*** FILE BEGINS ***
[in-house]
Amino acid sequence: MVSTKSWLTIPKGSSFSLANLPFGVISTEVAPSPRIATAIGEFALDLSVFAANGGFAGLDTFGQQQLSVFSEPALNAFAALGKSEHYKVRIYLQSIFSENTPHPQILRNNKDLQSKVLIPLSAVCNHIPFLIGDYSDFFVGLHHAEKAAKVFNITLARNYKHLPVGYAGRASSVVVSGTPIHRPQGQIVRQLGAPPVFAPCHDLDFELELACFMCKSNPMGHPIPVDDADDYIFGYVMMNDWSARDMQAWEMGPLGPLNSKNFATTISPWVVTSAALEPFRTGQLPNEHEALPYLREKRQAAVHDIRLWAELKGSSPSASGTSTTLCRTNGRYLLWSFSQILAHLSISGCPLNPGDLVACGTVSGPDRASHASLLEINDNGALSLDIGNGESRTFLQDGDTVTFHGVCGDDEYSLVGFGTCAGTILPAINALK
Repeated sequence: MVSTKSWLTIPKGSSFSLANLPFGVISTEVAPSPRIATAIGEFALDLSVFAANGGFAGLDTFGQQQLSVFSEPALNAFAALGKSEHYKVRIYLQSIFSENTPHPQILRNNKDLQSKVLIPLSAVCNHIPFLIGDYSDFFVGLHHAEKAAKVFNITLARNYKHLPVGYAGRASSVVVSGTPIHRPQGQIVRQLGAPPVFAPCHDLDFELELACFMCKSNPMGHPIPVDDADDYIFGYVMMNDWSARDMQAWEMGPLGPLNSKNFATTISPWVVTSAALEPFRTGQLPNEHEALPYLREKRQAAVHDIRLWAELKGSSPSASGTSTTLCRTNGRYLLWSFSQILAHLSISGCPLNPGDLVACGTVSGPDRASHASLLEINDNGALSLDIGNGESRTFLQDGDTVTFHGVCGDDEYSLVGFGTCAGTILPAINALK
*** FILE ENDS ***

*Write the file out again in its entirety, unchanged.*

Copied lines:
[in-house]
Amino acid sequence: MVSTKSWLTIPKGSSFSLANLPFGVISTEVAPSPRIATAIGEFALDLSVFAANGGFAGLDTFGQQQLSVFSEPALNAFAALGKSEHYKVRIYLQSIFSENTPHPQILRNNKDLQSKVLIPLSAVCNHIPFLIGDYSDFFVGLHHAEKAAKVFNITLARNYKHLPVGYAGRASSVVVSGTPIHRPQGQIVRQLGAPPVFAPCHDLDFELELACFMCKSNPMGHPIPVDDADDYIFGYVMMNDWSARDMQAWEMGPLGPLNSKNFATTISPWVVTSAALEPFRTGQLPNEHEALPYLREKRQAAVHDIRLWAELKGSSPSASGTSTTLCRTNGRYLLWSFSQILAHLSISGCPLNPGDLVACGTVSGPDRASHASLLEINDNGALSLDIGNGESRTFLQDGDTVTFHGVCGDDEYSLVGFGTCAGTILPAINALK
Repeated sequence: MVSTKSWLTIPKGSSFSLANLPFGVISTEVAPSPRIATAIGEFALDLSVFAANGGFAGLDTFGQQQLSVFSEPALNAFAALGKSEHYKVRIYLQSIFSENTPHPQILRNNKDLQSKVLIPLSAVCNHIPFLIGDYSDFFVGLHHAEKAAKVFNITLARNYKHLPVGYAGRASSVVVSGTPIHRPQGQIVRQLGAPPVFAPCHDLDFELELACFMCKSNPMGHPIPVDDADDYIFGYVMMNDWSARDMQAWEMGPLGPLNSKNFATTISPWVVTSAALEPFRTGQLPNEHEALPYLREKRQAAVHDIRLWAELKGSSPSASGTSTTLCRTNGRYLLWSFSQILAHLSISGCPLNPGDLVACGTVSGPDRASHASLLEINDNGALSLDIGNGESRTFLQDGDTVTFHGVCGDDEYSLVGFGTCAGTILPAINALK